He takes me to the basement, into the hospital's former morgue. It's cold and dark, with paint peeling off the walls — a pretty dreadful place.

"It's a glamorous profession," Dresser says.

Half-true enough. On any given day, Dresser could spend time in multimillion-dollar mansions and then in the dirtiest, most flea-ridden alley you've ever seen in your life.

"To do our job, to be a location scout, you have to love both equally," he says.

That same day, Dresser scouted an abandoned, boarded-up library filled with cobwebs; the old Alexandria Hotel, built in the early 1900s and once home to big Oscar-night dinner parties; and an outdoor expanse underneath the Sixth Street Bridge. That last one is among the most-filmed locations in Los Angeles.

"It looks like any industrial downtown," Dresser says. "It's graphic; you got parking and trucks underneath it. It's kind of beautiful architecturally, and it fills in for Any City, USA."

'Like Throwing A Full-Blown Wedding Every Day'

After a location has been scouted and approved, the location manager has to deal with other filming preparations: permits, extra police, tents for hair and makeup, food — everything.

"The recurring dream any location manager has," Dresser says — and by "dream" he clearly means "nightmare" — "is that you show up and the gates are locked and no one's there."

Movie folk — including actor Matt Damon and director Cameron Crowe, who were filming inside — swarmed a corner restaurant in the L.A. neighborhood of Los Feliz in late January. They were working on the movie <em>We Bought a Zoo</em>, based on a true story by Benjamin Mee.
Cindy Carpien / NPR
Movie folk — including actor Matt Damon and director Cameron Crowe, who were filming inside — swarmed a corner restaurant in the L.A. neighborhood of Los Feliz in late January. They were working on the movie We Bought a Zoo, based on a true story by Benjamin Mee.

At a small corner restaurant back in Los Feliz, shooting has begun for the Matt Damon movie We Bought a Zoo. Location manager Chris Baugh, who was working before on the zoo construction at the ranch, comes to Los Feliz to solve a few problems on the neighborhood set. One question comes from the best boy grip, who wants to know where on the location he can park his car.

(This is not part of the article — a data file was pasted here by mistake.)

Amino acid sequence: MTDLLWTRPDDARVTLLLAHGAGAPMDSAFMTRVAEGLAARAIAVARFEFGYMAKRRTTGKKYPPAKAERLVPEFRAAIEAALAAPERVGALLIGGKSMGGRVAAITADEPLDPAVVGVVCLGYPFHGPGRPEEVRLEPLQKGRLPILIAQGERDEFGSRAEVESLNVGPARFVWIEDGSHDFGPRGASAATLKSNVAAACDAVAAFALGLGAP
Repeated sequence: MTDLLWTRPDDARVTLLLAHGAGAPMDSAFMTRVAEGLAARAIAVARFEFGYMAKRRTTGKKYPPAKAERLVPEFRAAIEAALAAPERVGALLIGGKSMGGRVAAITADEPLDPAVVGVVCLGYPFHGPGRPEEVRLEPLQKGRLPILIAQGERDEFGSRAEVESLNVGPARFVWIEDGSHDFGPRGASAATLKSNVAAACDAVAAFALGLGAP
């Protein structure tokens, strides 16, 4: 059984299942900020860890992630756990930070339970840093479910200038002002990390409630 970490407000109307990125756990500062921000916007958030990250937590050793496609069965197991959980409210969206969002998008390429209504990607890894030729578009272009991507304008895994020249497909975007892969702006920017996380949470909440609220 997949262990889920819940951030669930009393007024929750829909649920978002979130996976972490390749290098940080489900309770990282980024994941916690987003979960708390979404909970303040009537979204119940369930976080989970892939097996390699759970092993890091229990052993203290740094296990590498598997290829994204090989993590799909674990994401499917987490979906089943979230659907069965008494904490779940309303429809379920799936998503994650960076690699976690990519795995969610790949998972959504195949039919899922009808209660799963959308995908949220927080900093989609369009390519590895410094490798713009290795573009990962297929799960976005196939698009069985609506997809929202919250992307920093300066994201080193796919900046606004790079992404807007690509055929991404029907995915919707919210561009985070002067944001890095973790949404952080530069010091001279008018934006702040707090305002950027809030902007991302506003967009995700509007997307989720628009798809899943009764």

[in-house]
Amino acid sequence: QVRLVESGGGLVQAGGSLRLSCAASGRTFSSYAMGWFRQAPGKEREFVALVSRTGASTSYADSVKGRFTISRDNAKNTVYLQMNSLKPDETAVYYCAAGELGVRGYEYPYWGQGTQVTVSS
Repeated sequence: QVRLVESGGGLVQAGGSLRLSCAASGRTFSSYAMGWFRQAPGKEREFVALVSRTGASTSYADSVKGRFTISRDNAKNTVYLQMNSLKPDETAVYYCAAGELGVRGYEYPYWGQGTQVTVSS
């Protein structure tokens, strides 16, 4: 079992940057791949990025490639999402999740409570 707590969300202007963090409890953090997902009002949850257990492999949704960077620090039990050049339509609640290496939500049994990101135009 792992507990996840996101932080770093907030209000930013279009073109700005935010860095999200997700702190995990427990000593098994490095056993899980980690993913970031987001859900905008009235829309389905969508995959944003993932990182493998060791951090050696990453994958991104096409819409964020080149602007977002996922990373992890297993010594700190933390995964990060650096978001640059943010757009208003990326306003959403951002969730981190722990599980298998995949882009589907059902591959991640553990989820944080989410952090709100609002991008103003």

It's little things like that that fill up a location manager's day. Baugh says it's like throwing a full-blown wedding for 200 people — in a different place every day for 50 days. Except that at these weddings, commandos drop onto the roof some days, or a machine gun fight begins. And then there's a tidal wave.

When problems crop up, Baugh says, the cry goes up: " 'Get me location, get me locations, where the hell is locations?' And you have to solve everything."

Director Cameron Crowe says it's all worth it, if it helps an actor like Damon.

"What was great was being able to bring him to these places and say, 'This is what we found.' And he immediately said, 'I feel the movie here. I can play this character,' " Crowe says.

For Crowe, the long, hard work of location scouting — and set designing, lighting, cinematography, performing, directing, all of it — is most successful when it disappears.

"The movie should make it all feel invisible," he says. "The movie should make it feel like you're just viewing somebody living a life. To be living a life on screen, they have to feel like that's their house, this is where they were born. [They have to be] comfortable enough to make you believe it."

And so location, location, location: It's the first step in getting us to suspend disbelief for a few hours, and enter other lives.

Copyright 2020 NPR. To see more, visit https://www.npr.org.

Nationally renowned broadcast journalist Susan Stamberg is a special correspondent for NPR.